Welcome to The Spinoff’s live updates for July 26, bringing you the latest news updated throughout the day. Get in touch at email@example.com
3.30pm: Olympics wrap – what to watch tonight?
I’m about to head off for the day so I’ll leave you with this evening’s Olympic schedule (if you’re not glued to The Block NZ/Love Island).
Here are the times when you can catch us in action. Remember, TVNZ1 is airing coverage of every New Zealander!
- 5.12pm: Surfing – Billy Stairmand
- 6pm: Cycling (mount biking) – Anton Cooper
- 6.30pm: Tennis – Marcus Daniell and Michael Venus
- 8.30pm: Rugby sevens – All Blacks v Argentina
- 10.05pm: Swimming – Erika Fairweather (women’s 200m freestyle heats)
- 11.08pm: Swimming – Hayley McIntosh and Eve Thomas (women’s 1500m freestyle heats)
- 11.45pm: Hockey – Black Sticks v Japan
2.30pm: Erika Fairweather finishes eighth in 400m freestyle
New Zealand swimmer Erika Fairweather has missed out on a medal in the 400 metre women’s freestyle. The 17-year-old from Dunedin made the final yesterday after swimming a personal best in her heat.
Australian Ariarne Titmus grabbed the gold and her coach, as seen below, reacted completely normally.
1.40pm: 160 people in New Plymouth tested yesterday after Covid scare
Just 160 Covid-19 tests were taken in New Plymouth yesterday, despite the city’s Covid-19 scare.
Wastewater testing confirmed late on Friday that Covid-19 had been detected in Taranaki from samples taken on July 20 and 22, despite no confirmed cases in the community.
According to the Ministry of Health, all test results currently processed for New Plymouth from Friday, Saturday and some of Sunday are negative. There remain “a number of results” that are pending from swabs taken yesterday that are expected later today.
Preliminary results of further wastewater testing have come back with no further Covid-19 detected, the ministry said. Results from samples taken over a wider area in Taranaki are expected tomorrow.
“In order to determine whether there are any undetected cases the ministry is recommending anyone in Taranaki, or who has visited recently, and who has symptoms to get tested,” said a spokesperson.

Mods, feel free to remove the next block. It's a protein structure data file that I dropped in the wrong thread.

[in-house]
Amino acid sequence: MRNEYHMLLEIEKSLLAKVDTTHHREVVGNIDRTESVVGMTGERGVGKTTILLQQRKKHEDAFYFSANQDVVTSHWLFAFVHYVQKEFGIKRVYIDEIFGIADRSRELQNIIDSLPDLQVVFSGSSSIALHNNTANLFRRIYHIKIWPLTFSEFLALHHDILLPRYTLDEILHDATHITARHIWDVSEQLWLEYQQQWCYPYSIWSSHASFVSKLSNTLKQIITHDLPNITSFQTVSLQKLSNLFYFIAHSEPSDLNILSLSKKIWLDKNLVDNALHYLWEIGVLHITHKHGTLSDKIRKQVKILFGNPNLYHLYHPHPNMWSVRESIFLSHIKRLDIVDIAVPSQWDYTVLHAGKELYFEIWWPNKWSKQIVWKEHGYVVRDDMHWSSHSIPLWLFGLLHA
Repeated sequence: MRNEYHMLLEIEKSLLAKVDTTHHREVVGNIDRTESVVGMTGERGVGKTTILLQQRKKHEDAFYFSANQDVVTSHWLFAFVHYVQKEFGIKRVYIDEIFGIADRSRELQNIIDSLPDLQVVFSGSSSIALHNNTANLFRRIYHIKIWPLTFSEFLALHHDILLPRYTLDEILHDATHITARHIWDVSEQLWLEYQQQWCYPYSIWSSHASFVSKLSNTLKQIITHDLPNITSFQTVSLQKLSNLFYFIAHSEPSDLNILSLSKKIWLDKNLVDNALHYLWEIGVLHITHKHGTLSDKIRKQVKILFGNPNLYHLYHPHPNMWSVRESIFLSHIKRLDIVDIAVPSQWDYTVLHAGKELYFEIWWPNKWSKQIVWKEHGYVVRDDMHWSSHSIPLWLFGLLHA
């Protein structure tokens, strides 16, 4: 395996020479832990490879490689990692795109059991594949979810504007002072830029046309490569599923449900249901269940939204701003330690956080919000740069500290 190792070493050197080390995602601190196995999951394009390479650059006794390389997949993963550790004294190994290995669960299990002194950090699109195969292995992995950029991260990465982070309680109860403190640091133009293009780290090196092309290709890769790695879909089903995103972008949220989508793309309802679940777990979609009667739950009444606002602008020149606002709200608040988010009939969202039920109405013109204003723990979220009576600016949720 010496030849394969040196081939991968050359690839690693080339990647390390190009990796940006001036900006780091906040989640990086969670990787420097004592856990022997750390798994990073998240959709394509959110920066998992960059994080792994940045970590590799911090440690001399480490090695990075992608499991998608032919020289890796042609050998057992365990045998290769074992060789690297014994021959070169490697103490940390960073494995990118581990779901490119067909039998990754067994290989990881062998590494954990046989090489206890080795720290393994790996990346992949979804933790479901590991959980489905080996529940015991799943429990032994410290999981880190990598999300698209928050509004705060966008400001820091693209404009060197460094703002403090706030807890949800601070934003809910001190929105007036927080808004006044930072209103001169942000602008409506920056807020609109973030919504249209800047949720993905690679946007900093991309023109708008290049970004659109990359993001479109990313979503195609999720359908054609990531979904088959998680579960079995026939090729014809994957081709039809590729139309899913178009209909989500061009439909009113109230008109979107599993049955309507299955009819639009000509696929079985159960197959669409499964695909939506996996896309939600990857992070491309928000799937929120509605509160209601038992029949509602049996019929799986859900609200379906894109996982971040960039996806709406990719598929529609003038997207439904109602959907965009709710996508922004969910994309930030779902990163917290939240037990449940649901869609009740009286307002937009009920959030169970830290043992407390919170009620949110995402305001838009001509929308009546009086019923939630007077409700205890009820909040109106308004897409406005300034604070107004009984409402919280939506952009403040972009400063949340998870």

According to reports, it was “likely” the delta variant detected in New Plymouth’s wastewater.
The latest numbers
There are no cases of Covid-19 to report in the community or in managed isolation in New Zealand today. Five previously reported cases have now recovered. The number of active cases in New Zealand is 54.
The situation onboard the Mattina and Playa Zahara ships has not changed, the ministry said, but 14 of the 20 crew are back on the Viking Bay in Wellington.
12.25pm: Isis-linked woman to return to NZ with family
An Isis-linked woman and her two children will be deported to New Zealand from Turkey, the government has announced. The three have been in immigration detention since crossing the border from Syria earlier this year.
Suhayra Aden was a dual citizen of both Australia and New Zealand, but the Australian government revoked her citizenship earlier this year.
“As most New Zealanders know, I made very strong representations to Australia that she should be permitted to return there,” Jacinda Ardern said. “Her family moved to Australia when she was six and she grew up there before departing for Syria in 2014, on an Australian passport. Unfortunately, Australia would not reverse the cancellation of citizenship.”
New Zealand was not able to remove citizenship from a person and leave them stateless, Ardern said. As citizens, New Zealand was the only place for Aden and her family to legally live.
“While negotiations with Australia have taken place, extensive contingency planning has been underway involving the police and several other agencies and the government wants to be as upfront with people as it can be about the planned return,” Ardern added.
Australia would “proactively consult” on future cases like this, Ardern added.
According to the Herald, Aden had been referred to by Turkey’s defence ministry as an Islamic State terrorist prior to her detention.
Islamic Women’s Council: NZ ‘obligated’ to provide new life for Aden and family